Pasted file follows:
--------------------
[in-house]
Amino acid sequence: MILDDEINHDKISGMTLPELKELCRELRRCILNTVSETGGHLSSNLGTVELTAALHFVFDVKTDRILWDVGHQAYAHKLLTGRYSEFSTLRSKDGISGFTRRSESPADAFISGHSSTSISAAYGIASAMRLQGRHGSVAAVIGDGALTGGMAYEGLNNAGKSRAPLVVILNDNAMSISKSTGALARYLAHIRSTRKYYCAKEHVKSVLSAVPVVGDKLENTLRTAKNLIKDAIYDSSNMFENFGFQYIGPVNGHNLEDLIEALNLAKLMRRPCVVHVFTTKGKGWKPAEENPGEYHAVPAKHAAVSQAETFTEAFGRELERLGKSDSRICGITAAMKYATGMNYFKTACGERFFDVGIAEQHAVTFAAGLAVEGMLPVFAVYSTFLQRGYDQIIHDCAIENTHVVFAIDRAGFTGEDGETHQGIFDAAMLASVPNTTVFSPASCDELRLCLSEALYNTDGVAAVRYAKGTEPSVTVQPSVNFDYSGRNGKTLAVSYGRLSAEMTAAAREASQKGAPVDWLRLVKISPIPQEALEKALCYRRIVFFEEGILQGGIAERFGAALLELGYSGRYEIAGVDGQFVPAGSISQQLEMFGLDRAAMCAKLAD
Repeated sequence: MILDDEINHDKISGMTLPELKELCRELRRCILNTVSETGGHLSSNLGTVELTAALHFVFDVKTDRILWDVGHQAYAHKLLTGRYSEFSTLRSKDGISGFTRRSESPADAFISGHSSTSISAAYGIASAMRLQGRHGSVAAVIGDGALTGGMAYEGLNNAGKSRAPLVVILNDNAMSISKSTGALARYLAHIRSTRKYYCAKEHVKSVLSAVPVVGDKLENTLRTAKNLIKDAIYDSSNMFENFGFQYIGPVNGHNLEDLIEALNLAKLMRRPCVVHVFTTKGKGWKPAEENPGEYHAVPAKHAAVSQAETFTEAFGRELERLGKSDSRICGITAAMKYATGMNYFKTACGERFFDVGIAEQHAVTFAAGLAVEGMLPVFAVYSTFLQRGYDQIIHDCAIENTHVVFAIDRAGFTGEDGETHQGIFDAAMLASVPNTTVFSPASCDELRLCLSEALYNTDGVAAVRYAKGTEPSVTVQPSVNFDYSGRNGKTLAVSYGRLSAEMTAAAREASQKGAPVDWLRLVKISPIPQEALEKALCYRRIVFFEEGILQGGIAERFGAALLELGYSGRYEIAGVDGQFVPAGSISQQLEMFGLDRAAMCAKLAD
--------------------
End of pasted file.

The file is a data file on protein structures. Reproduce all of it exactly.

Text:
[in-house]
Amino acid sequence: MILDDEINHDKISGMTLPELKELCRELRRCILNTVSETGGHLSSNLGTVELTAALHFVFDVKTDRILWDVGHQAYAHKLLTGRYSEFSTLRSKDGISGFTRRSESPADAFISGHSSTSISAAYGIASAMRLQGRHGSVAAVIGDGALTGGMAYEGLNNAGKSRAPLVVILNDNAMSISKSTGALARYLAHIRSTRKYYCAKEHVKSVLSAVPVVGDKLENTLRTAKNLIKDAIYDSSNMFENFGFQYIGPVNGHNLEDLIEALNLAKLMRRPCVVHVFTTKGKGWKPAEENPGEYHAVPAKHAAVSQAETFTEAFGRELERLGKSDSRICGITAAMKYATGMNYFKTACGERFFDVGIAEQHAVTFAAGLAVEGMLPVFAVYSTFLQRGYDQIIHDCAIENTHVVFAIDRAGFTGEDGETHQGIFDAAMLASVPNTTVFSPASCDELRLCLSEALYNTDGVAAVRYAKGTEPSVTVQPSVNFDYSGRNGKTLAVSYGRLSAEMTAAAREASQKGAPVDWLRLVKISPIPQEALEKALCYRRIVFFEEGILQGGIAERFGAALLELGYSGRYEIAGVDGQFVPAGSISQQLEMFGLDRAAMCAKLAD
Repeated sequence: MILDDEINHDKISGMTLPELKELCRELRRCILNTVSETGGHLSSNLGTVELTAALHFVFDVKTDRILWDVGHQAYAHKLLTGRYSEFSTLRSKDGISGFTRRSESPADAFISGHSSTSISAAYGIASAMRLQGRHGSVAAVIGDGALTGGMAYEGLNNAGKSRAPLVVILNDNAMSISKSTGALARYLAHIRSTRKYYCAKEHVKSVLSAVPVVGDKLENTLRTAKNLIKDAIYDSSNMFENFGFQYIGPVNGHNLEDLIEALNLAKLMRRPCVVHVFTTKGKGWKPAEENPGEYHAVPAKHAAVSQAETFTEAFGRELERLGKSDSRICGITAAMKYATGMNYFKTACGERFFDVGIAEQHAVTFAAGLAVEGMLPVFAVYSTFLQRGYDQIIHDCAIENTHVVFAIDRAGFTGEDGETHQGIFDAAMLASVPNTTVFSPASCDELRLCLSEALYNTDGVAAVRYAKGTEPSVTVQPSVNFDYSGRNGKTLAVSYGRLSAEMTAAAREASQKGAPVDWLRLVKISPIPQEALEKALCYRRIVFFEEGILQGGIAERFGAALLELGYSGRYEIAGVDGQFVPAGSISQQLEMFGLDRAAMCAKLAD